Several staff members have been reading Chris Cleave’s Everyone Brave is Forgiven. Set in London and Malta, between September 1939 and May 1942, themes of class and race are dealt with while London is damaged by continuing nighttime bombings. Engaging characters are well-crafted, and the dialogue provides a good dose of dry British wit amid the most difficult of circumstances. Mary, young, idealistic, and from a privileged family is quick to sign up when war breaks out, but is disappointed when she is assigned to something as mundane as teaching. However, she soon falls for Tom, who is in charge of the school district. Tom has no desire to join the war effort, but finds himself conflicted when his best friend Alistair, joins up. Hilda, Mary’s best friend, rounds out this group of four. For audio fans, the narrator does a wonderful job of portraying the various voices. The story is inspired by the author’s grandparents’ wartime experiences.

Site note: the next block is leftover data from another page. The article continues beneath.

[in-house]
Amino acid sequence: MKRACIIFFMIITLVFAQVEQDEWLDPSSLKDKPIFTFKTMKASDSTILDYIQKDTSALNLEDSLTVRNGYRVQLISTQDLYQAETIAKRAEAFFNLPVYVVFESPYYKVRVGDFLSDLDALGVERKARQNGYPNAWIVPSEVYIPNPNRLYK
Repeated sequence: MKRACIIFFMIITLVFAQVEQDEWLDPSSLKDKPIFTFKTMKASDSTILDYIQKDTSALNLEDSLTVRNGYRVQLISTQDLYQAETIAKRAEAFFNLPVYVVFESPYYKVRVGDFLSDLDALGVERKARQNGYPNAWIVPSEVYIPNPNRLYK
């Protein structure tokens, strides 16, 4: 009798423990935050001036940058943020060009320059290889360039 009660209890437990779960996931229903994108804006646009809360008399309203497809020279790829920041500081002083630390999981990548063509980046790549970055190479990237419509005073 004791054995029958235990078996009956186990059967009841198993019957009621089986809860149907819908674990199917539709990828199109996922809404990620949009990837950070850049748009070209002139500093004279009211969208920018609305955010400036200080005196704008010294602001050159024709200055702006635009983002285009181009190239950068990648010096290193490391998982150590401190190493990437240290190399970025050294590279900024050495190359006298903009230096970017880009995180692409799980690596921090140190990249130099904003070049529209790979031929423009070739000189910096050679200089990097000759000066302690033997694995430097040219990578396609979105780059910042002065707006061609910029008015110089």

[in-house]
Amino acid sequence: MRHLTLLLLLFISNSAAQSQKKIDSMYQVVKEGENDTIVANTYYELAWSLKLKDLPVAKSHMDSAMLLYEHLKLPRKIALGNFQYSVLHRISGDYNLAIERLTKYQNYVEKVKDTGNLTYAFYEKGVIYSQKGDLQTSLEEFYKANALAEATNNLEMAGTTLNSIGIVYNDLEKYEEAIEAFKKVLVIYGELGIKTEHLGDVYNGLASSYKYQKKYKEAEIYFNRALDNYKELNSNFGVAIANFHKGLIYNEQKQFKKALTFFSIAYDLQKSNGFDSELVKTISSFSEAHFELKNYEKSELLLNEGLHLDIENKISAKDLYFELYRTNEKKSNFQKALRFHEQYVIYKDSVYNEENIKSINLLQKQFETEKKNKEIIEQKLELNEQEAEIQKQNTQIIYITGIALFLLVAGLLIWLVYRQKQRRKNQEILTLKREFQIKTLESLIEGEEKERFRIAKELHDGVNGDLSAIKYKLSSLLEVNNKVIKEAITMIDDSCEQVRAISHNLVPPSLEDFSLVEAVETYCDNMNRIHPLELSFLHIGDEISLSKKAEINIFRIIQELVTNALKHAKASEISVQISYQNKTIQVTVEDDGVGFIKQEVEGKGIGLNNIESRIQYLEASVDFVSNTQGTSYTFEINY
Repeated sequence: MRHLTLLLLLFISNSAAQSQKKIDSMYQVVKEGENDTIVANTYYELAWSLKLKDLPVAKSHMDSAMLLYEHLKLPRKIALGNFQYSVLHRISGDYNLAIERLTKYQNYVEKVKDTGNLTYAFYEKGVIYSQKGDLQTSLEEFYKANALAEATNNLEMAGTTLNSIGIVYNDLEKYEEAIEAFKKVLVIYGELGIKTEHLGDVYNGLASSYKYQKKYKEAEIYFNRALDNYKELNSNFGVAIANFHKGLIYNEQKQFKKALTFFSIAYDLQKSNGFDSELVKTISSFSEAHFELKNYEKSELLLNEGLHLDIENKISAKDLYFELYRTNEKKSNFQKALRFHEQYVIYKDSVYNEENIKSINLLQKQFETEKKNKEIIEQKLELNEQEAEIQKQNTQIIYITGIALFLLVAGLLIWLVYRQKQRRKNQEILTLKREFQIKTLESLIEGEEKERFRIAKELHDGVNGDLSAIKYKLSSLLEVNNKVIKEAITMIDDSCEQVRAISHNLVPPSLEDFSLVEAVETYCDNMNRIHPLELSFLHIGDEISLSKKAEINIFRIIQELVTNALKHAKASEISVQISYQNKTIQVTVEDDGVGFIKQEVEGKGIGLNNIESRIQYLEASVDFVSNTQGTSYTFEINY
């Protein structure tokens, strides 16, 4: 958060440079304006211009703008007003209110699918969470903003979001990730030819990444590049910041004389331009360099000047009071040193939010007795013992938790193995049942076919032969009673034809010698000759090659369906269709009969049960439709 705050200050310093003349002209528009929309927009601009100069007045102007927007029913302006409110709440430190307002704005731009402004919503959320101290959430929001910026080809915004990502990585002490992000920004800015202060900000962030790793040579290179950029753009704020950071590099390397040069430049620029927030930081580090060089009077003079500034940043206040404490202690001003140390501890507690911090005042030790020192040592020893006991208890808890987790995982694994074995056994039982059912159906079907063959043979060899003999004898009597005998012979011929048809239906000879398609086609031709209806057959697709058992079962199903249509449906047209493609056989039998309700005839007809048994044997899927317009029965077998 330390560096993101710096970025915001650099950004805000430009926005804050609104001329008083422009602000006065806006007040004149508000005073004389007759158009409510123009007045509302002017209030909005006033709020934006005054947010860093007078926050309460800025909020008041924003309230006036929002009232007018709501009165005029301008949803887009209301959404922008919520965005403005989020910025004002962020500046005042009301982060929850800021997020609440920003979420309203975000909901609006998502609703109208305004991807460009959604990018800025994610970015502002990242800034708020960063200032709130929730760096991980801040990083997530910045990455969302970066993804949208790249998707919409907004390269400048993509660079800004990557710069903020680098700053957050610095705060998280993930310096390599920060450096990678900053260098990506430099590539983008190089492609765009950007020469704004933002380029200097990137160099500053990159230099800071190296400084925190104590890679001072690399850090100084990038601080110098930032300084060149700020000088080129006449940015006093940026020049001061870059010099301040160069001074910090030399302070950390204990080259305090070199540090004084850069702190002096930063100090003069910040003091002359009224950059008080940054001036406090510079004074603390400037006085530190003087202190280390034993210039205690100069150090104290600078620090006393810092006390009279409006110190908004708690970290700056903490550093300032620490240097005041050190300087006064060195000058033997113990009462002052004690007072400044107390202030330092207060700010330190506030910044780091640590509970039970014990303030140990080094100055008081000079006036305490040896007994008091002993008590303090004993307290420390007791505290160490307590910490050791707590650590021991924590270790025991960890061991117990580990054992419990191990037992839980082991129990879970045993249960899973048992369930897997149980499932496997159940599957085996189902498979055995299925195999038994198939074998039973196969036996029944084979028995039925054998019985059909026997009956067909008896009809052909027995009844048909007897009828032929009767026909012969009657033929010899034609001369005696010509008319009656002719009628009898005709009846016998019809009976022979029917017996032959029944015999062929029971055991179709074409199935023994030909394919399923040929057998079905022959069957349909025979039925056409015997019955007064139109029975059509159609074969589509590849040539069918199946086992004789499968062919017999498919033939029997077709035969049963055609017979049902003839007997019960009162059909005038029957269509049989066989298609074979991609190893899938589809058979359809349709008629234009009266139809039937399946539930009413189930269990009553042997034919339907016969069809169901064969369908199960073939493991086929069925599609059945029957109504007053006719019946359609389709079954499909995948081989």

Andrew Krivak’s newest novel, The Signal Flame, concerns the next generation of the family from his first novel, The Sojourn, but they don’t have to be read in order. With spare but beautiful language, Krivak reveals a family quietly going about their daily lives, dealing with issues of life and land while waiting to hear word of a family member missing in Vietnam. The year is 1972, and the patriarch, Jozef Vinich has died, leaving his daughter Hannah and her son Bo to grieve. Gradually, more and more depth is added to the backstory of this family’s heartbreak. Set in a remote mountain area of northeastern Pennsylvania, the book conveys a strong sense of place.
“So good!” was how one staff member described Eric Ripert’s 32 Yolks: From My Mother’s Table to Working the Line. In this chef’s memoir, Ripert recalls how a difficult childhood in the south of France led him to find solace in the kitchen. A locally-renowned chef takes him under his wing, inviting him into his kitchen after school to make mousse and hear stories of a wider world. Eric finds his calling, and becomes determined to be the best chef he can be, describing the intense pressure behind the scenes at the poshest restaurants. This is a good coming-of-age story that’s well-plotted.